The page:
Wemedia: Power to change the world

Talking heads with Andrew Nachison, iFOCOS, Jim Brady, Executive Editor, Washingtonpost.Newsweek.Interactive, Katrin Verclas, MobileActive, Jean Marc Coicaud, Director, United Nations University, The Rev. Lennox Yearwood Jr., CEO, Hip Hop Caucus
and Darya Shaikh, Executive Director, OneVoice–
Questions: What’s working to speed growth?
Darya talking about Facebook and YouTube supporting her movement in Israel because they offer tools that are much needed; in Gaza, it’s SMS and phone–social media fueling grassroots growth that then turned into organizing–however, as people demanded conflict resolution and use the grassroots to understand what responsibilities people have as a negotiations process is set in place–Darya says “There’s a measure of success that’s a Catch-22–you have to have enemies to know you are doing your job”..as they grew people realized they would create change, and resistance set it in some places, especially as they moved fron micro-local to a national level of change.
Katrina describing MobileActive as a global community for social change/impact, especially NGOs and citizen groups–3.5 billion cell phones, half the world connected–and using phones to help make the world a better place. (Susan says Wow!) K says “There’s mobile in every area, for example, mobile SMS reminds people to go to AA meetings, take meds, whatever.”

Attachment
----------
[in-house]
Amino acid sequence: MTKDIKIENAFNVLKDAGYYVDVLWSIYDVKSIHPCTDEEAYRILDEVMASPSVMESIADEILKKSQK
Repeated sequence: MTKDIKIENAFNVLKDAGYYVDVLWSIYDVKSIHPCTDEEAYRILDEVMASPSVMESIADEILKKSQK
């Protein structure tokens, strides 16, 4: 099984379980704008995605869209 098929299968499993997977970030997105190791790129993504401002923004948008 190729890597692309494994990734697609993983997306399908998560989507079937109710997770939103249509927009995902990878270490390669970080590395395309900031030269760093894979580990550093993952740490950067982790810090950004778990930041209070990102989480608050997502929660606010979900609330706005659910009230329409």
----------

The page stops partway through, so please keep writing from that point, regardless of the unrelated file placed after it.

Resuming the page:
Now it’s Jean Marc on Global Issues–and Rev. Lennox Yearwood Jr. on HipHopCaucus and organizing–Yearwood says “The media can infuriate the powers to be, but it can also create change;” his group posts information about organizing on mix tapes to get wider distribution,
When people control the media they control their lives. In order to control the masses, you need to control the media, ” and “People who do not have college degrees are not coming out.”
and “When the media left, the story left as well.” (This man clearly has some powerful rhetoric.)
Susan sez: I want this panel to talk about how media and citizen media–or whatever we call it–can we used to accelerate change, not only to (slowly) try to make the world better.

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  1. tish grier says:

    There are a lot of folks accelerating change–will email you about it :-)

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